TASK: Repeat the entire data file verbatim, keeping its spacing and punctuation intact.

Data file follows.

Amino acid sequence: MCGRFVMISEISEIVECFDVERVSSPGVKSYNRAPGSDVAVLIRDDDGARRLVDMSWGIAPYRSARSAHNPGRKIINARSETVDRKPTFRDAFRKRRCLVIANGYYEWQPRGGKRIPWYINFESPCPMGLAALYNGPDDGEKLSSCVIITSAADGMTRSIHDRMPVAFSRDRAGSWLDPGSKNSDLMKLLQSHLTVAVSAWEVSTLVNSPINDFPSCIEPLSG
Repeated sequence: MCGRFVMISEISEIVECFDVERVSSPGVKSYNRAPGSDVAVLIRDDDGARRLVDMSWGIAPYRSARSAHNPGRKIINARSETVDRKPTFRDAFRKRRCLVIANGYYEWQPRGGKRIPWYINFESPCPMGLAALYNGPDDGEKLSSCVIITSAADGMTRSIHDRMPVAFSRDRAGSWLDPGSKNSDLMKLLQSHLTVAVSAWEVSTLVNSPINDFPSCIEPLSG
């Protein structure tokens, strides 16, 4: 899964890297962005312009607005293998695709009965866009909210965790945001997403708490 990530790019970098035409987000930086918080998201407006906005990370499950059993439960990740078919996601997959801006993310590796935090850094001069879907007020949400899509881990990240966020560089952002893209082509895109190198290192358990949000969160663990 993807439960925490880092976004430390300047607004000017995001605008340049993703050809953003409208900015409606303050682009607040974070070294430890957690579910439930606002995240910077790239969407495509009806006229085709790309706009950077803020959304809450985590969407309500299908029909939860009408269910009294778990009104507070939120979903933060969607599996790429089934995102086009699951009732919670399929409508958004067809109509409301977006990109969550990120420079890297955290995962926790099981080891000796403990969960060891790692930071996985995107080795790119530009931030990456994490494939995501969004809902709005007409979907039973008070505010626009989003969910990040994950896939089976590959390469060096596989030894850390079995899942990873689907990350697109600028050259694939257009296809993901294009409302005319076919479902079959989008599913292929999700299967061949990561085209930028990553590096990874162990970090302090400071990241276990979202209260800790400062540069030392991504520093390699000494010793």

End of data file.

Amino acid sequence: MCGRFVMISEISEIVECFDVERVSSPGVKSYNRAPGSDVAVLIRDDDGARRLVDMSWGIAPYRSARSAHNPGRKIINARSETVDRKPTFRDAFRKRRCLVIANGYYEWQPRGGKRIPWYINFESPCPMGLAALYNGPDDGEKLSSCVIITSAADGMTRSIHDRMPVAFSRDRAGSWLDPGSKNSDLMKLLQSHLTVAVSAWEVSTLVNSPINDFPSCIEPLSG
Repeated sequence: MCGRFVMISEISEIVECFDVERVSSPGVKSYNRAPGSDVAVLIRDDDGARRLVDMSWGIAPYRSARSAHNPGRKIINARSETVDRKPTFRDAFRKRRCLVIANGYYEWQPRGGKRIPWYINFESPCPMGLAALYNGPDDGEKLSSCVIITSAADGMTRSIHDRMPVAFSRDRAGSWLDPGSKNSDLMKLLQSHLTVAVSAWEVSTLVNSPINDFPSCIEPLSG
């Protein structure tokens, strides 16, 4: 899964890297962005312009607005293998695709009965866009909210965790945001997403708490 990530790019970098035409987000930086918080998201407006906005990370499950059993439960990740078919996601997959801006993310590796935090850094001069879907007020949400899509881990990240966020560089952002893209082509895109190198290192358990949000969160663990 993807439960925490880092976004430390300047607004000017995001605008340049993703050809953003409208900015409606303050682009607040974070070294430890957690579910439930606002995240910077790239969407495509009806006229085709790309706009950077803020959304809450985590969407309500299908029909939860009408269910009294778990009104507070939120979903933060969607599996790429089934995102086009699951009732919670399929409508958004067809109509409301977006990109969550990120420079890297955290995962926790099981080891000796403990969960060891790692930071996985995107080795790119530009931030990456994490494939995501969004809902709005007409979907039973008070505010626009989003969910990040994950896939089976590959390469060096596989030894850390079995899942990873689907990350697109600028050259694939257009296809993901294009409302005319076919479902079959989008599913292929999700299967061949990561085209930028990553590096990874162990970090302090400071990241276990979202209260800790400062540069030392991504520093390699000494010793």